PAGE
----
I have always had an interest in finding indie bands; as a teenager, I spent hours scouring PureVolume and MySpace for undiscovered talent. This led me to join KSPC, the radio station at my college. Though I was majoring in film, joining the music community made me realize that my heart is really in the world of music, and that I love being around other music nerds.
Music supervision was something I’d always had an interest in, and was the perfect place to utilize my passion for music without abandoning all the years I’d spent in film studies. I worked a number of film and music internships, and the last of those internships was with Aperture Music, where I’m still employed today.
Have you had to overcome any challenges or adversity in your career, and if so, how did you approach them?
As I would assume is the case in most fields, sexism is a very real part of my work experience. I am constantly seeking guidance from more experienced women, and am lucky to have met a bunch of smart women who are generous with their time and advice. The most important thing I’ve learned (and am still learning how to do) is to be my own advocate, and to trust myself and my experience even when it feels like someone else doesn’t.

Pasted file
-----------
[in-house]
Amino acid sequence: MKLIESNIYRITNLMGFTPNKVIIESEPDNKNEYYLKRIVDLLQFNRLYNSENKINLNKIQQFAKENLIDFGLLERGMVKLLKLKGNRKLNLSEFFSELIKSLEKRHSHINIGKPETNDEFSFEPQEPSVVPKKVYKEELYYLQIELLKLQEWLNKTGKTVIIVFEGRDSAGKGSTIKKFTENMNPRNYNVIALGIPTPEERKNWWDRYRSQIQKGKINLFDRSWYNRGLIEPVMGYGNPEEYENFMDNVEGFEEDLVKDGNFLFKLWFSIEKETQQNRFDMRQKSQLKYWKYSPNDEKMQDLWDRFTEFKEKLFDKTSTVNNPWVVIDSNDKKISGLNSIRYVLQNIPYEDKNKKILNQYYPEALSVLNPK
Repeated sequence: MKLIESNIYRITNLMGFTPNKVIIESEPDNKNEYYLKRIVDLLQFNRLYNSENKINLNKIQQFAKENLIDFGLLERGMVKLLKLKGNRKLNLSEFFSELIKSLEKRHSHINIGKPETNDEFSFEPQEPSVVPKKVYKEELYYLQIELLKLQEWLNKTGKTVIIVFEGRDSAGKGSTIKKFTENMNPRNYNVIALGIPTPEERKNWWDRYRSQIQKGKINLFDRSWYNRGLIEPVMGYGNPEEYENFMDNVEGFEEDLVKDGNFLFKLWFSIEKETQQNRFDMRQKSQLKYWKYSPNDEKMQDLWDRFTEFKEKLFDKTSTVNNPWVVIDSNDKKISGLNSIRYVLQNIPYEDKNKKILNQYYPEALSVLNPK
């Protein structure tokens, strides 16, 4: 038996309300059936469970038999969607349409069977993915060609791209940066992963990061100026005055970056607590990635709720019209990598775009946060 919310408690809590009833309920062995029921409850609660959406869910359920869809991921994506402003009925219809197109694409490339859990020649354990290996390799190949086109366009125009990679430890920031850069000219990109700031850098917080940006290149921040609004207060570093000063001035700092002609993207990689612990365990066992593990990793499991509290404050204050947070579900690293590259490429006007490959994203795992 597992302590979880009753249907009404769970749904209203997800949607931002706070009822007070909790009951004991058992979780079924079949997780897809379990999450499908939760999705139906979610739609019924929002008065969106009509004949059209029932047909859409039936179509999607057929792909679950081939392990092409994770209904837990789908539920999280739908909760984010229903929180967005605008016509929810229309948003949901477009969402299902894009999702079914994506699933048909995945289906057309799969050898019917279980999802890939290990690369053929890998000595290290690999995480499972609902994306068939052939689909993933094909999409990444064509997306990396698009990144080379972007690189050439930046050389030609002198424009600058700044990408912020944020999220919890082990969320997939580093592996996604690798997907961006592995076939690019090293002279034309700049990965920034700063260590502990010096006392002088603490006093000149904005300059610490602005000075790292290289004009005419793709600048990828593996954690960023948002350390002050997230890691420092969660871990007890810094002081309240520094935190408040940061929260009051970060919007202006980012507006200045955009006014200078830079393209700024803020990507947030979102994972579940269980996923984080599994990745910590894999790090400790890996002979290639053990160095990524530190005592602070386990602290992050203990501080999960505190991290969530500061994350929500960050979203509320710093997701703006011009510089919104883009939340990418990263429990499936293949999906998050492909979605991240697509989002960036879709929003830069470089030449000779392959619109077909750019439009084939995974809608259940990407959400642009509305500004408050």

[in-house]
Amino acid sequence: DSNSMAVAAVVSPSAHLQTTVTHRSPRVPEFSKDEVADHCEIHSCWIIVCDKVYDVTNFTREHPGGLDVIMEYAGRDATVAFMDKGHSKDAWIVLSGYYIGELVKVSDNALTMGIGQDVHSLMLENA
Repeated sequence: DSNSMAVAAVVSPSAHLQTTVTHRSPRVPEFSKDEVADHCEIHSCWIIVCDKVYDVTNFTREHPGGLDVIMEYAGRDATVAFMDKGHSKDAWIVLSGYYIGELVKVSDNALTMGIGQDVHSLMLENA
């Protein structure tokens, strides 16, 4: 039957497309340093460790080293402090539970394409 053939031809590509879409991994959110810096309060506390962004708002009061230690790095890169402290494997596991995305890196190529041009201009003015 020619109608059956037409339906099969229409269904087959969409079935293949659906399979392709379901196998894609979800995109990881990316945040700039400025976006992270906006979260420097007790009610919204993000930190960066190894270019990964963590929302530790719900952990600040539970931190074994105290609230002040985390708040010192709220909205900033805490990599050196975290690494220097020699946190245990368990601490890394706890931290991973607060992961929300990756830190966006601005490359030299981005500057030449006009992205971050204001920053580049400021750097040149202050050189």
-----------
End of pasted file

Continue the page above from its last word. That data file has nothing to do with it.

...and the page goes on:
Do you feel that higher education is necessary to work in the music industry?
I would say it totally depends on what your goals are. If you want to be an entertainment lawyer or work heavily in copyrights (or anything that’s more on the business side of things), higher education can be invaluable. However, I know plenty of people, mostly on the more creative side, who didn’t graduate college; there are some aspects of the job that can only truly be learned via experience. That said, I would never advise anyone against pursuing more education—having more knowledge is never a bad thing.
Any advice for people wanting to work in music supervision, or for artists who want to get their music placed?